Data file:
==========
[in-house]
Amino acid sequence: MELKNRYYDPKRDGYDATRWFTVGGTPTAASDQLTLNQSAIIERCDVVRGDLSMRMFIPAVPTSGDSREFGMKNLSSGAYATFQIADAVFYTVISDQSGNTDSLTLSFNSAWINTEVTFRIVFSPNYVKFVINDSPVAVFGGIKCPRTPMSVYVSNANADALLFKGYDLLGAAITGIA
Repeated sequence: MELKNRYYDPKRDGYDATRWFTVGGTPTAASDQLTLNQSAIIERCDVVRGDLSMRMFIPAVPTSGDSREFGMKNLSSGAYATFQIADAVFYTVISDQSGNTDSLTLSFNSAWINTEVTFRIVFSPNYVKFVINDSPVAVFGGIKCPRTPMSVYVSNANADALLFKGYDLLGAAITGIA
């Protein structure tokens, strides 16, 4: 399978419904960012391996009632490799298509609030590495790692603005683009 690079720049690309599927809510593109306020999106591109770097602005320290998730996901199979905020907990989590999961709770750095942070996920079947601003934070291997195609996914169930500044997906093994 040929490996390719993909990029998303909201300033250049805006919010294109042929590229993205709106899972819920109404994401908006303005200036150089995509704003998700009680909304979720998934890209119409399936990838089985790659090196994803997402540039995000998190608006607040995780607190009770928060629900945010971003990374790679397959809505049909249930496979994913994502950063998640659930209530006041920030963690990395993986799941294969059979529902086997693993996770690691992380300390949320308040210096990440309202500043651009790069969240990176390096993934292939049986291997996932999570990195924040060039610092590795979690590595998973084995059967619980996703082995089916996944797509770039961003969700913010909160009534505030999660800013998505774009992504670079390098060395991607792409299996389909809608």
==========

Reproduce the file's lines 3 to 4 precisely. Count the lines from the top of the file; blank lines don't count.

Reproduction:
Repeated sequence: MELKNRYYDPKRDGYDATRWFTVGGTPTAASDQLTLNQSAIIERCDVVRGDLSMRMFIPAVPTSGDSREFGMKNLSSGAYATFQIADAVFYTVISDQSGNTDSLTLSFNSAWINTEVTFRIVFSPNYVKFVINDSPVAVFGGIKCPRTPMSVYVSNANADALLFKGYDLLGAAITGIA
């Protein structure tokens, strides 16, 4: 399978419904960012391996009632490799298509609030590495790692603005683009 690079720049690309599927809510593109306020999106591109770097602005320290998730996901199979905020907990989590999961709770750095942070996920079947601003934070291997195609996914169930500044997906093994 040929490996390719993909990029998303909201300033250049805006919010294109042929590229993205709106899972819920109404994401908006303005200036150089995509704003998700009680909304979720998934890209119409399936990838089985790659090196994803997402540039995000998190608006607040995780607190009770928060629900945010971003990374790679397959809505049909249930496979994913994502950063998640659930209530006041920030963690990395993986799941294969059979529902086997693993996770690691992380300390949320308040210096990440309202500043651009790069969240990176390096993934292939049986291997996932999570990195924040060039610092590795979690590595998973084995059967619980996703082995089916996944797509770039961003969700913010909160009534505030999660800013998505774009992504670079390098060395991607792409299996389909809608």